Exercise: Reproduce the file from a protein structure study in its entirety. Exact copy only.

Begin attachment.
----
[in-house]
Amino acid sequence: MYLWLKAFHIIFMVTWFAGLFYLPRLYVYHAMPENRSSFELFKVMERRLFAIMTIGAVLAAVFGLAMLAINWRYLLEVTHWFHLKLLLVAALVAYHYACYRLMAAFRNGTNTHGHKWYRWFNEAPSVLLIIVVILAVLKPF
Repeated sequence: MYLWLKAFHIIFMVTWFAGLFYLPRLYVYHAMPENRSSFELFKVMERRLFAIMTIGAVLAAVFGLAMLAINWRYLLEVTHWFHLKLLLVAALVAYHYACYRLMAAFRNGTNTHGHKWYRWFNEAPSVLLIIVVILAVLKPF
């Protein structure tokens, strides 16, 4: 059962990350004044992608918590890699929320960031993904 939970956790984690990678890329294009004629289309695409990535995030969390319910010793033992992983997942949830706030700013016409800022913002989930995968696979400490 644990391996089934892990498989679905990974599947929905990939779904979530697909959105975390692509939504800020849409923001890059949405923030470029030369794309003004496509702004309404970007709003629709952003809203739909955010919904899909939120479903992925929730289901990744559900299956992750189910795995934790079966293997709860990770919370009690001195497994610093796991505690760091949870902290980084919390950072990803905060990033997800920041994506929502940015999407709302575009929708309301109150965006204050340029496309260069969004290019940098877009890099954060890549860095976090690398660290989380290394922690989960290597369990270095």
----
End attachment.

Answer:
[in-house]
Amino acid sequence: MYLWLKAFHIIFMVTWFAGLFYLPRLYVYHAMPENRSSFELFKVMERRLFAIMTIGAVLAAVFGLAMLAINWRYLLEVTHWFHLKLLLVAALVAYHYACYRLMAAFRNGTNTHGHKWYRWFNEAPSVLLIIVVILAVLKPF
Repeated sequence: MYLWLKAFHIIFMVTWFAGLFYLPRLYVYHAMPENRSSFELFKVMERRLFAIMTIGAVLAAVFGLAMLAINWRYLLEVTHWFHLKLLLVAALVAYHYACYRLMAAFRNGTNTHGHKWYRWFNEAPSVLLIIVVILAVLKPF
């Protein structure tokens, strides 16, 4: 059962990350004044992608918590890699929320960031993904 939970956790984690990678890329294009004629289309695409990535995030969390319910010793033992992983997942949830706030700013016409800022913002989930995968696979400490 644990391996089934892990498989679905990974599947929905990939779904979530697909959105975390692509939504800020849409923001890059949405923030470029030369794309003004496509702004309404970007709003629709952003809203739909955010919904899909939120479903992925929730289901990744559900299956992750189910795995934790079966293997709860990770919370009690001195497994610093796991505690760091949870902290980084919390950072990803905060990033997800920041994506929502940015999407709302575009929708309301109150965006204050340029496309260069969004290019940098877009890099954060890549860095976090690398660290989380290394922690989960290597369990270095």